The Scoop on Omega-3

By Rachel Oppitz, ND

Omega 3 fatty acids are a type of essential fatty acid, meaning that the human body is unable to produce this type of fat on its own.  Every cell needs this long-chain essential fatty acid in order to rebuild, to produce new cells and to produce hormone-like substances called prostaglandins that serve as chemical messengers and regulators of various body processes (such as maintaining core body temperature).  Essential fatty acids support immune function, improve skin and hair, reduce blood pressure, protect organs, aid in preventing arthritis, reduce inflammation in general, store and transport fat-soluble vitamins, reduce cholesterol and triglycerides, and reduce the risk of heart attack or stroke.  They are also integral in optimal brain development and functioning.

The omega-3 group of essential fatty acids includes alpha-linolenic acid (ALA), eicosapentanoic acid (EPA), and docosahexanoic acid (DHA).  DHA and EPA are found abundantly in fish that live in cold, deep water (salmon, halibut, mackerel, herring, sardines) and in fish oil.  ALA is most concentrated in flaxseed, however, ALA is not utilized in the human body and the conversion rate into DHA/EPA is around 10% and very inefficient. 

Since the 1850s, omega-3 consumption has decreased to 1/6 the level that was then found in our food supply, while omega-6 consumption has more than doubled in that time.  This change in ratio of omega-3 to omega-6 essential fatty acids in our food supply is now reflected in the composition of our tissue fats and in our health.  To make up the omega-3 fatty acid deficit, the quickest way is to take 1 teaspoon-1 Tablespoon of high omega-3 fish oil daily for several months.  The antioxidant vitamin E should be consumed concurrently to prevent oxidation of these fatty acids.  Once the deficit is reversed, the optimal daily ratio should be 1:1 omega 3:omega 6.  Some studies suggest that EPA offers the most benefits against inflammation, while DHA works best for nerves and is also the most protective for the cardiovascular system.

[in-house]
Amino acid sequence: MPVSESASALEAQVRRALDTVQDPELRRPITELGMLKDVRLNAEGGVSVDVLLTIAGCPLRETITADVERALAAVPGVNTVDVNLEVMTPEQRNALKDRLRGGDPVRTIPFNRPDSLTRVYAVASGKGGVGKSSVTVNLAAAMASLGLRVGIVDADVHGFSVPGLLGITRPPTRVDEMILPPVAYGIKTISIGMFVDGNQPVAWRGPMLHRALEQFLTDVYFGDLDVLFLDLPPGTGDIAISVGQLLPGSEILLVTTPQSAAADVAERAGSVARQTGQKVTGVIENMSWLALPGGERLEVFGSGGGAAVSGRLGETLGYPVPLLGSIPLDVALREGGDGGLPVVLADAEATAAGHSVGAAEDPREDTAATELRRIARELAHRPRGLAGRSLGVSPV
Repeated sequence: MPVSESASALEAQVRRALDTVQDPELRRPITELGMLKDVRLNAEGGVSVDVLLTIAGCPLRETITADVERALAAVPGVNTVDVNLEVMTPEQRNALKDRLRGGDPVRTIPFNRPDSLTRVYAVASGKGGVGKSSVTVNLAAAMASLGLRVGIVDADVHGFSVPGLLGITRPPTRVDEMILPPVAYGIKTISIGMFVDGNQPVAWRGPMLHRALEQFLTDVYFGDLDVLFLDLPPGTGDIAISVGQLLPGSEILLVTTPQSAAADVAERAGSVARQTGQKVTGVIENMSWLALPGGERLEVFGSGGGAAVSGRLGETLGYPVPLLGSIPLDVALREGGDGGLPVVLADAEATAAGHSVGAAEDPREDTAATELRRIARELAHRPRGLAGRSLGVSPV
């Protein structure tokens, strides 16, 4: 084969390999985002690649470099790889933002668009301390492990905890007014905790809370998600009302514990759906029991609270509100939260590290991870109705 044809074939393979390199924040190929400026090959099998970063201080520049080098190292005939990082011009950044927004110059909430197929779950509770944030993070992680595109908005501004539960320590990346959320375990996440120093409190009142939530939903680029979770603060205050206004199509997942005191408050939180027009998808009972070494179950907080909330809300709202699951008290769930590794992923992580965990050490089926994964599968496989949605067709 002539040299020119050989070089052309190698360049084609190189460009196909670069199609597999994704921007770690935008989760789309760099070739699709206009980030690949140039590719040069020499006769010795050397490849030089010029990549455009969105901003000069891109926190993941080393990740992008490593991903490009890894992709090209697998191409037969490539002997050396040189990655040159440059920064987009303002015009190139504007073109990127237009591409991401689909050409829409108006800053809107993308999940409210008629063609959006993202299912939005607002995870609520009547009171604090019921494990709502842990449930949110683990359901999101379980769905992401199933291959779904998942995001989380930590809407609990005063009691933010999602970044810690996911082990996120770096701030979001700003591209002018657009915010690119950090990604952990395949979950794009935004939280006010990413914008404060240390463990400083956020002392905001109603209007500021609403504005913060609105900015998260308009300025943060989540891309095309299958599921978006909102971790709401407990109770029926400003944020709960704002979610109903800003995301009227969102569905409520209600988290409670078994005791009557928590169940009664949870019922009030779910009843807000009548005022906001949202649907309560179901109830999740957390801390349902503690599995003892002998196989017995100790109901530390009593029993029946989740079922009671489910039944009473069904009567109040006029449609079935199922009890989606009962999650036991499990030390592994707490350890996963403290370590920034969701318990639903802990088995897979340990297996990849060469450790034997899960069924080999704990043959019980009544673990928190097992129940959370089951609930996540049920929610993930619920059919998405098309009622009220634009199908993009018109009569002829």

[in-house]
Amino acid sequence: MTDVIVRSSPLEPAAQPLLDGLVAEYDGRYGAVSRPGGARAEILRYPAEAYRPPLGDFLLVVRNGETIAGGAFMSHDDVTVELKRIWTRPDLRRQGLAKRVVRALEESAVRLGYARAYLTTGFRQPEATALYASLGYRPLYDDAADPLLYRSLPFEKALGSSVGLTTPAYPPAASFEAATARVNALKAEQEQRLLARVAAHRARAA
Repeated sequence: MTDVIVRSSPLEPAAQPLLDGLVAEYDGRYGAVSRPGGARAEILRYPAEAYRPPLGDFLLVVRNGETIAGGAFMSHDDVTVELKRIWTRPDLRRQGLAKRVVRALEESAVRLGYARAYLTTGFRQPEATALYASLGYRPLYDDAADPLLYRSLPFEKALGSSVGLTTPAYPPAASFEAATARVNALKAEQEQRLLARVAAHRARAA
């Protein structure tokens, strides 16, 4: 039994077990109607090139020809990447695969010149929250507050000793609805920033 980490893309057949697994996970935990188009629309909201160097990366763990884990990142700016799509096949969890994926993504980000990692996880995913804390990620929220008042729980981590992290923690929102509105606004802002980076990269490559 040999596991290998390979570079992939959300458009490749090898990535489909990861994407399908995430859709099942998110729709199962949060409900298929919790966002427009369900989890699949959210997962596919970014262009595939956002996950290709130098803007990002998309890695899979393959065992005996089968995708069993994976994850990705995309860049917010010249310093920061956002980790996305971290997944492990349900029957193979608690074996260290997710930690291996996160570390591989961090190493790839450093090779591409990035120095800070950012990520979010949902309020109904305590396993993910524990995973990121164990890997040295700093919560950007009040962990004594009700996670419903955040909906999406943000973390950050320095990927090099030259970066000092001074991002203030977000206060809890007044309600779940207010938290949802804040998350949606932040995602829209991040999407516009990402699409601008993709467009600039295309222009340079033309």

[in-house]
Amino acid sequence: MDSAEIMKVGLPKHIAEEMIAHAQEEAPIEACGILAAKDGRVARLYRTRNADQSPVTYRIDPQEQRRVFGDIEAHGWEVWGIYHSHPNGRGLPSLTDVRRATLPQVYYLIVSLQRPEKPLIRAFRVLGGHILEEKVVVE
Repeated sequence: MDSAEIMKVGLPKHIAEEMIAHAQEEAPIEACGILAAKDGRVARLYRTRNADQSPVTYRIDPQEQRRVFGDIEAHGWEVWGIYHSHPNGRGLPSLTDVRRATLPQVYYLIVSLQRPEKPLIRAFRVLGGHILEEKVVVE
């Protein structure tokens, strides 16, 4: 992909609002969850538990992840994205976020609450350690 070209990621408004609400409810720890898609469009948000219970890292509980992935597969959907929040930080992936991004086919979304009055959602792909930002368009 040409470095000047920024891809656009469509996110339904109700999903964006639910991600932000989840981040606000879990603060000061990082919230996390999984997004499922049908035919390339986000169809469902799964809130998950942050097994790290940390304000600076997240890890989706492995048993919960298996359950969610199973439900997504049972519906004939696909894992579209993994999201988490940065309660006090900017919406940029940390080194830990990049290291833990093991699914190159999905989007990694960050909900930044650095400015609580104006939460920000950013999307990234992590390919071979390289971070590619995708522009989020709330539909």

Fish oil provides eicosapentanenoic acid (EPA) and docosahesaenoic acid (DHA), two functional omeaga-3 fats that are essential to human nutrition.  Although these essential fatty acids (EFAs) must be obtained through diet, most Americans under-consume them while over-consuming omega-6 fatty acids, the other family of essential fats, which are more commonly found in the current standard American diet. Omega-3 EFAs differ from omega-6 EFAs in biological activity and dietary availability.  The plant-based omega-3, alpha-linolenic acid (ALA) found in flax seeds, canola oil, and walnuts, is considered less potent, and human conversion to more functional EPA is relatively inefficient.

EPA and DHA are directly associated with the modulation of immune and inflammatory response.  EPA and DHA from fish oil are raw materials from which the body makes eicosanoids, which are short-lived, potent, locally acting, rapidly degraded cellular mediators that produce a broad range of biological effects on a multitude of tissues. 

Proposed mechanisms of fish oil on immune response include:

Intracellular signaling pathways
Transcription factor activity
Cytokine production
Adhesion molecule expression
Alteration of gene expression
Oxidative influences

In addition to vitamin E mentioned above, other nutrients required for essential fatty acids to perform all of their physiological functions include B3, B6, C, and A, and the minerals magnesium and zinc.  A good multivitamin/mineral supplement will supply enough of these nutrients.

Here are the ratios of  Omega-6 to Omega-3 in common items (the lower this ratio, the better):

Omega 6:Omega 3 <4:1
Fruits, vegetables, potato, wild game, wild fish, grass-fed animals

Omega 6:Omega 3 7:1
Soy

Omega 6:Omega 3 >20:1
Grain, peanuts, seeds

Omega 6:Omega 3 >70:1 to 100:1
Potato chips with corn, sunflower, cottonseed, or safflower oil